| Swimming to Cambodia


Jonathan Demme

USA, 1987


Review by Teddy Blanks

Posted on 06 April 2008

Source Evergreen Entertainment VHS

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Categories Spalding Gray: Monologues on Film

In the 1984 film The Killing Fields - a powerful, if sometimes plodding, depiction of the Khmer Rouge’s rise to power and subsequent genocide of the Cambodian people after America’s withdrawal from Vietnam - Spalding Gray’s part is unremarkable. He plays the US Ambassador’s aide who leaks information to New York Times reporter Sydney Schanberg about an accidental bombing by an American B-52. In this scene, when he delivers his only notable chunk of dialogue, Gray’s tone is blank, unspecific. He stutters. For much of the four or five minutes he spends onscreen, he sort of fades into the background.

Behind the scenes, though, he was soaking in everything around him: the generous catering at the hotel, the marijuana, the curiosities of Thai sex workers, and, most of all, the gorgeous beaches. He would eventually render his experience in Southeast Asia shooting The Killing Fields into Swimming to Cambodia, a monologue that would make him famous, and would be translated into one of the most epic, spastic, and erratically self-centered performances put to film. For the cinematic version of his monologue, Gray approached Jonathan Demme, who modeled the film after his Talking Heads concert documentary, Stop Making Sense. In both cases, the artist raised finances and found a distributor himself. The result fits nicely into of a string of artful, offbeat New York-centered movies that Demme made in the 80s, which include Something Wild and Married to the Mob, and are some of the most accomplished of his career.

Spalding Gray’s minimalist set: a small wooden chair and table, a microphone, a Ronald McDonald notebook, a glass of water. Behind him, a screen-printed backdrop with a hazy blue sky. Above him, a standard ceiling fan. You may not think that these props, plus one guy talking about himself for ninety minutes, would add up to something watchable. But in addition to the way Gray’s operatic telling of his stories draws you into his mad, knotty ego, Swimming to Cambodia trumps expectations through a few key creative decisions. Laurie Anderson’s score, for instance, with its shuffling sound effects and synth bass, helps shape the narrative, following the euphoric highs and lows of Gray’s enthralling performance. The music is so 80s, but in a delightful, avant-garde way. The sound effects, like a sudden jolt of vocal reverb, are similarly well-placed; they hit hard. Demme’s direction, as in Stop Making Sense, while unobtrusive to the point of seeming invisible, hinges on a few key cuts, zooms, and camera movements that enhance the tension inherent in in Gray’s monologue—perhaps even adding to it in ways Gray couldn’t have planned. What is left out makes these small moves so essential. We never see the crowd, and we aren’t given any phony camera tricks. It’s deadpan filmmaking: to the side of Gray’s head, we see pull-down strings for roll-up maps, two thin dangling black cords, a purist joke.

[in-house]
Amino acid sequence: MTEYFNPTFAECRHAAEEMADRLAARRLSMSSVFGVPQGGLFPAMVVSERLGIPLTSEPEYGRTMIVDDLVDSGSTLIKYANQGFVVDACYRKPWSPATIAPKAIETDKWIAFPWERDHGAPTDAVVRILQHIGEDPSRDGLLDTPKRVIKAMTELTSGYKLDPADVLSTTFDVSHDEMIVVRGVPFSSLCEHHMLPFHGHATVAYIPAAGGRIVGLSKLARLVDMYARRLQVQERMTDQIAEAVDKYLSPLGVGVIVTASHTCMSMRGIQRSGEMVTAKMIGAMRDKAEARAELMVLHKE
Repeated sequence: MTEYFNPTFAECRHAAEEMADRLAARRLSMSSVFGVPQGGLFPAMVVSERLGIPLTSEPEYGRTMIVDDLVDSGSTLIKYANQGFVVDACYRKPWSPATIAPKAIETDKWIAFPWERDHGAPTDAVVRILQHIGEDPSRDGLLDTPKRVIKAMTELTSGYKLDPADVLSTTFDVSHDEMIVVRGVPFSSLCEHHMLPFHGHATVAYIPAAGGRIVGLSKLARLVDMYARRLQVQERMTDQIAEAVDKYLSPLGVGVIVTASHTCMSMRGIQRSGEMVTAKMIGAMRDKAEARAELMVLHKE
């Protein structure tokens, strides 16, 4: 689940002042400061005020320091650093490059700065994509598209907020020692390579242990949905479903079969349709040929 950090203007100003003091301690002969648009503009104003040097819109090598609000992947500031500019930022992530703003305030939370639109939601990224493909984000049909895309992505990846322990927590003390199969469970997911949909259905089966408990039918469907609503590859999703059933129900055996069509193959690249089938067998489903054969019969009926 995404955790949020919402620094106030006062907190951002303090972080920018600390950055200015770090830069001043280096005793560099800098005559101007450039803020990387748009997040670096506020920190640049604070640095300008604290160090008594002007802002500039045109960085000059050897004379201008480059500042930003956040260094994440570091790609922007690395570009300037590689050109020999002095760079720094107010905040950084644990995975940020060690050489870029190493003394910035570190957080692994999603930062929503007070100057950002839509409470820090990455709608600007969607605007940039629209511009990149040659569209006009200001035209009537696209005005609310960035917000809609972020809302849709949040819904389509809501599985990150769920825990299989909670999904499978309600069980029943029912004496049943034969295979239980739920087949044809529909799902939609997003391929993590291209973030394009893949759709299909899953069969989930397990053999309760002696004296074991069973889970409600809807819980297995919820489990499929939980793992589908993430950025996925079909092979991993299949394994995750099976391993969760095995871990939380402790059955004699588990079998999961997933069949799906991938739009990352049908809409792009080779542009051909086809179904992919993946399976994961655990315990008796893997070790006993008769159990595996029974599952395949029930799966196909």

He is instantly engaging, and keeps things hopping along with rapid-fire anecdotes, observations, and theories from his own life. Often, Gray’s riffs feel a lot like a stand-up routine. He says the reason he moved to New York is so he can say he lives on “an island off the coast of America.” He talks about the difference between New Yorkers and other New Englanders through the scenario of asking a neighbor to turn down some loud music. (New Yorkers use more profanity.) In waiting to find out if he gets the part in The Killing Fields, he perfectly captures that human state of nervous hopefulness, from pretending he doesn’t care (“If I get it, I get it”) to actively trying to will himself into getting the part.